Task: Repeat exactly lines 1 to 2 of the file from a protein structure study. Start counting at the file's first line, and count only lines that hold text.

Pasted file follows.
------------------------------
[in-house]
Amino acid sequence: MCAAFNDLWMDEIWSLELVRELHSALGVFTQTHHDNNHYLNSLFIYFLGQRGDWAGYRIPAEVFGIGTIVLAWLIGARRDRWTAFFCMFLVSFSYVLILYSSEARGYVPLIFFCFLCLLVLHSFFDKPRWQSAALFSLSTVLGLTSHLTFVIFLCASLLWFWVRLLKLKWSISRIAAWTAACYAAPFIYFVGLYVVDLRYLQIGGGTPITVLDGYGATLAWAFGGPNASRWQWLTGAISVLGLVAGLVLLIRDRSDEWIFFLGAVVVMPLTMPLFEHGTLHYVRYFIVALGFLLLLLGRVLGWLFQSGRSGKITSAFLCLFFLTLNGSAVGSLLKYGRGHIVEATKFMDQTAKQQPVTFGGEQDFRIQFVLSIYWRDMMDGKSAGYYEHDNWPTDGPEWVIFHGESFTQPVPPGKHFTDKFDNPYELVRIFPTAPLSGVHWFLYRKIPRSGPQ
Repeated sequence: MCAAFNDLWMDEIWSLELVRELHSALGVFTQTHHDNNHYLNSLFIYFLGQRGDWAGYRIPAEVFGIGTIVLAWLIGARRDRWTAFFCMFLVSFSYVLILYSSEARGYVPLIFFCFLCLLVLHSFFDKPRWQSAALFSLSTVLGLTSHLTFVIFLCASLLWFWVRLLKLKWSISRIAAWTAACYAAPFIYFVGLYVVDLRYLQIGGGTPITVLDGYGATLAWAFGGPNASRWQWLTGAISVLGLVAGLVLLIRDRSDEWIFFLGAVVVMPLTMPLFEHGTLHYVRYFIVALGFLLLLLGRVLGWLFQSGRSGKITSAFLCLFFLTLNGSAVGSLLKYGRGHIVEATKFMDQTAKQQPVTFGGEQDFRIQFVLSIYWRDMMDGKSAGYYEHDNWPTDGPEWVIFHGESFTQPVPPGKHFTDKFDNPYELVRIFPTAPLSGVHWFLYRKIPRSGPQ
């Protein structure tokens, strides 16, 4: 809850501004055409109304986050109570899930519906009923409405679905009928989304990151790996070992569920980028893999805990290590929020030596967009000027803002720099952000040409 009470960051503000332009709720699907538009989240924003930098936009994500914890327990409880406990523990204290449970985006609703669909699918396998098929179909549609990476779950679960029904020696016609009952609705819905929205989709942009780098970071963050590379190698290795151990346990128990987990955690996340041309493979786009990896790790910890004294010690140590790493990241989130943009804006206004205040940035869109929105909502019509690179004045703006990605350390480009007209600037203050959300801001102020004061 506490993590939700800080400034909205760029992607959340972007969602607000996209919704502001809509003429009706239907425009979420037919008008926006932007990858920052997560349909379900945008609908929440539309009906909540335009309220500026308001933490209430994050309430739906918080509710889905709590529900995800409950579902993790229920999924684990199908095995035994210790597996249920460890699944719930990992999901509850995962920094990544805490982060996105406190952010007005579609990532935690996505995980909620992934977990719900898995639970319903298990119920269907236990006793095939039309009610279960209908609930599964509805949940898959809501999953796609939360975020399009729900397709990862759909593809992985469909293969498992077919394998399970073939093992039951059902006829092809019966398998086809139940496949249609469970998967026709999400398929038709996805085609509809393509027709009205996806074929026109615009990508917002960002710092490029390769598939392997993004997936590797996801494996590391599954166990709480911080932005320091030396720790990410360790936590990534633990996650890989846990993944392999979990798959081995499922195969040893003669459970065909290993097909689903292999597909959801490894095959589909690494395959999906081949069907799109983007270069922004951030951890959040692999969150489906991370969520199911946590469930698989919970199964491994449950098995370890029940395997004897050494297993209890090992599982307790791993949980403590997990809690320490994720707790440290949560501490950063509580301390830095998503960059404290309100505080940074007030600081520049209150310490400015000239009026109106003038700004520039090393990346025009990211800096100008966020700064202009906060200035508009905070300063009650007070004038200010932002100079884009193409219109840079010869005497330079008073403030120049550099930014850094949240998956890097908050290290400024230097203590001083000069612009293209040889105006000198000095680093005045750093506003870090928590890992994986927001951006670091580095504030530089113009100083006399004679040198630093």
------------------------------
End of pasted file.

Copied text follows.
[in-house]
Amino acid sequence: MCAAFNDLWMDEIWSLELVRELHSALGVFTQTHHDNNHYLNSLFIYFLGQRGDWAGYRIPAEVFGIGTIVLAWLIGARRDRWTAFFCMFLVSFSYVLILYSSEARGYVPLIFFCFLCLLVLHSFFDKPRWQSAALFSLSTVLGLTSHLTFVIFLCASLLWFWVRLLKLKWSISRIAAWTAACYAAPFIYFVGLYVVDLRYLQIGGGTPITVLDGYGATLAWAFGGPNASRWQWLTGAISVLGLVAGLVLLIRDRSDEWIFFLGAVVVMPLTMPLFEHGTLHYVRYFIVALGFLLLLLGRVLGWLFQSGRSGKITSAFLCLFFLTLNGSAVGSLLKYGRGHIVEATKFMDQTAKQQPVTFGGEQDFRIQFVLSIYWRDMMDGKSAGYYEHDNWPTDGPEWVIFHGESFTQPVPPGKHFTDKFDNPYELVRIFPTAPLSGVHWFLYRKIPRSGPQ